Financial firms that receive the most complaints from customers will be named and shamed for the first time this summer, under new plans announced by the watchdog.
The Financial Services Authority (FSA) says companies that receive 500 or more complaints in a six-month period will have to publish this information twice a year.
They will be required to disclose not only how many complaints they have received, but also how these were dealt with. The pressure will be on firms to resolve complaints within an eight-week period – if not, this information will also have to be shared.
Perhaps most importantly for many people who have had their fingers burnt by firms in the past, companies will also have to publish the number of complaints upheld in favour of the customer.
The FSA has set 31 August 2010 as the first deadline for affected firms to publish their figures. The watchdog will then publish a consolidated set of data the following month.
The data will be divided by five product areas: banking; home finance; general insurance and pure protection; life and pensions; and investments.
"For the first time, people will be able to see how many complaints particular firms receive and how they handle them,” says Sheila Nicoll, director of conduct policy at the FSA.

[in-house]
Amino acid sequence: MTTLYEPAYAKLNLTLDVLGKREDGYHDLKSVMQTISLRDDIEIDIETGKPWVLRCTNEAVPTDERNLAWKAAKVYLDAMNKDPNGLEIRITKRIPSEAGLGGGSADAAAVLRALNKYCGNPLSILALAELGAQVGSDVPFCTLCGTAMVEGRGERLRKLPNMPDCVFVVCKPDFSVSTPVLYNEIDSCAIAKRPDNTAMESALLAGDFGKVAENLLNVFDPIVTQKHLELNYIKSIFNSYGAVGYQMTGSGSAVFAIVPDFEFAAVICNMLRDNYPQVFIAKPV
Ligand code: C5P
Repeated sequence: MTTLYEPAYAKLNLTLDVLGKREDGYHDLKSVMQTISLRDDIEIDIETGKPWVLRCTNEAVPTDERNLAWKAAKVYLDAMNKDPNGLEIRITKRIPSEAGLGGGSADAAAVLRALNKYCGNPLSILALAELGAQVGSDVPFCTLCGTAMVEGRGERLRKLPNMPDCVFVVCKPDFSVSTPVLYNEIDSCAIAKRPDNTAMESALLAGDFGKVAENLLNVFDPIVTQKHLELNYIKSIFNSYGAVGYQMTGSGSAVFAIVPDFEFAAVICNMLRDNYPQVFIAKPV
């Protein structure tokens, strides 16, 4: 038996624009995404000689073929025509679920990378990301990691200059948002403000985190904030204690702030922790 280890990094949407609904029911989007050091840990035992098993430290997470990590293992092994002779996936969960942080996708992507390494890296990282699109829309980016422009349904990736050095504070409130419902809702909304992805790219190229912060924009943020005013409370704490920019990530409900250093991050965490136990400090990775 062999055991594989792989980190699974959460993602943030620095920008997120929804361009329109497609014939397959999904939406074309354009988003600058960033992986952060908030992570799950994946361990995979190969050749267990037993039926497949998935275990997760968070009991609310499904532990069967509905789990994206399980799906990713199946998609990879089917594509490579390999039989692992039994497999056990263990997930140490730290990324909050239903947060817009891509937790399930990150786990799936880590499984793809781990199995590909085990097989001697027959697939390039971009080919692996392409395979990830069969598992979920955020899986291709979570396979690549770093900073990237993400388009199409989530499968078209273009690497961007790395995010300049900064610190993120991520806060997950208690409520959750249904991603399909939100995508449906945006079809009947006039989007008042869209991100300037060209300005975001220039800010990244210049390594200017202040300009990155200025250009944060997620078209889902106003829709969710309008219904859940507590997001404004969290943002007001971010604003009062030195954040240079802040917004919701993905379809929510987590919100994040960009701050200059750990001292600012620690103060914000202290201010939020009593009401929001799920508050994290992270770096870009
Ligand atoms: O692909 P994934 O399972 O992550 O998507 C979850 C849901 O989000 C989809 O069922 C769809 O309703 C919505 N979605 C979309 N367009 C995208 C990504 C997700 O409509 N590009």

She adds that such transparency will result in companies improving their customer service and will also provide an incentive for them to deal more effectively with complaints received.
The Financial Ombudsman Service (FOS) already publishes its complaints data. In September it revealed that just five banking groups accounted for more than half of the complaints made against financial firms in the first six months of 2009.
This data refers to the number of complaints that, having been rejected by firms, are passed on for the Ombudsman to be reviewed.
According to the FSA, nearly nine million complaints were made against financial services firms between 2006 and 2008, driven by grievances against current accounts and mis-sold mortgage endowments.
Meanwhile, Consumer Direct has revealed the top 10 complaints in 2009 from consumers - with second-hand cars coming in at number one for the fourth year running.
Its advisers answered more than 1.5 million calls and emails last year and recorded almost 850,000 complaints against traders.
In total, 50,790 complaints were made about second-hand cars bought from independent dealers, up 8% on the previous year. Complaints about TVs came second while complaints about mobile phone service agreements came third.
More than half of all complaints concerned goods and services bought at the traders' premises, 13% were purchased online and 10% were bought by telephone.
|Second-hand cars (from independent dealers)||50,790|
|Mobile phones (service agreements)||22,172|
|Mobile phones (hardware)||18,470|
|Laptops, notebooks and tablet PCs||17,611|
|Car repairs and servicing from independent garages||16,387|
|Second-hand cars purchased from franchise dealers||14,693|
|Telephone services (landlines)||11,631|
|Source: Consumer Direct|
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